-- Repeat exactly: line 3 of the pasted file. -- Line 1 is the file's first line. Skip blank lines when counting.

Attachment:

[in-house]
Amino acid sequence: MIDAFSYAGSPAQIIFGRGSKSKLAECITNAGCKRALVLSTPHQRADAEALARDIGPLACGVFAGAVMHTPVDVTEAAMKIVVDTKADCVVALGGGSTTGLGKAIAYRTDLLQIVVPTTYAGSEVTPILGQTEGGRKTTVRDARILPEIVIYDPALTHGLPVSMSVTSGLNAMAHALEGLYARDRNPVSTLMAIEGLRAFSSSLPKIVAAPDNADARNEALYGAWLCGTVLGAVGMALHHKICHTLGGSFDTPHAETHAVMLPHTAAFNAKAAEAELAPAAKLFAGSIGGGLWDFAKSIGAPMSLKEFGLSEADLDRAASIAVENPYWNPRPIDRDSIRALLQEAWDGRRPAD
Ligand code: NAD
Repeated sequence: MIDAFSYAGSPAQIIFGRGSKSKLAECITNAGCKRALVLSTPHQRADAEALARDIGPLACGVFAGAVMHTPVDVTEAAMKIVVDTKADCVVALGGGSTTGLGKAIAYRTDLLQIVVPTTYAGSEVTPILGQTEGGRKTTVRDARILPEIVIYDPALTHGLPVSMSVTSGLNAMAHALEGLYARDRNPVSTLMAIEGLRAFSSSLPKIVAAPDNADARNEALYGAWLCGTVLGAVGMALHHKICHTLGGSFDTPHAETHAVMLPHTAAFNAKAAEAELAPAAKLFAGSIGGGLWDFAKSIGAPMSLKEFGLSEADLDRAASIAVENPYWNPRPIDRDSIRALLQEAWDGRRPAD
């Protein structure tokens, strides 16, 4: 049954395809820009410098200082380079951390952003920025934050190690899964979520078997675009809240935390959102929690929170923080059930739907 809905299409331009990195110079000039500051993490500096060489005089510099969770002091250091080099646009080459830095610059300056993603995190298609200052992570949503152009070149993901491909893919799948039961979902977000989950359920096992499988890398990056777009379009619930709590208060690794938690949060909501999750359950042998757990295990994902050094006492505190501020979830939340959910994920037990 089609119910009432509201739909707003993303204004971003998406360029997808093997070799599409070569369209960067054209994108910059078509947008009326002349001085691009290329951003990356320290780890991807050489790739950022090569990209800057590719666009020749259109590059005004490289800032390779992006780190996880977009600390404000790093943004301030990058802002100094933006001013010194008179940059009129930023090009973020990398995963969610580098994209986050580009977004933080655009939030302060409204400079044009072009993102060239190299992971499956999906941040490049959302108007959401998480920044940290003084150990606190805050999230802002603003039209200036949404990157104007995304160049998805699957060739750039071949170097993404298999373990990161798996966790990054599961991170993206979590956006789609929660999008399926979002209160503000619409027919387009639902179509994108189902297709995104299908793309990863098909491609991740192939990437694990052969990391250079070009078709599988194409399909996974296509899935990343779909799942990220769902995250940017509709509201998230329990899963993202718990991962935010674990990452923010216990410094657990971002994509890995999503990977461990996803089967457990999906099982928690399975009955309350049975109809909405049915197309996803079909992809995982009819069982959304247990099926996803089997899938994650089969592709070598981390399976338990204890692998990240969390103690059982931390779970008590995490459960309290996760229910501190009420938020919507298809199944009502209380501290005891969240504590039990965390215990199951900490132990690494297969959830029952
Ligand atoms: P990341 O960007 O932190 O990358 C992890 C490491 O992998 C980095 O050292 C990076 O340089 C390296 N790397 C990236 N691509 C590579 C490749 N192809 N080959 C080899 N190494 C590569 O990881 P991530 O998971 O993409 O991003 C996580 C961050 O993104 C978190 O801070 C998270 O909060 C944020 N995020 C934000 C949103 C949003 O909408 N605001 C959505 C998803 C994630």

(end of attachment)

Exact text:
Ligand code: NAD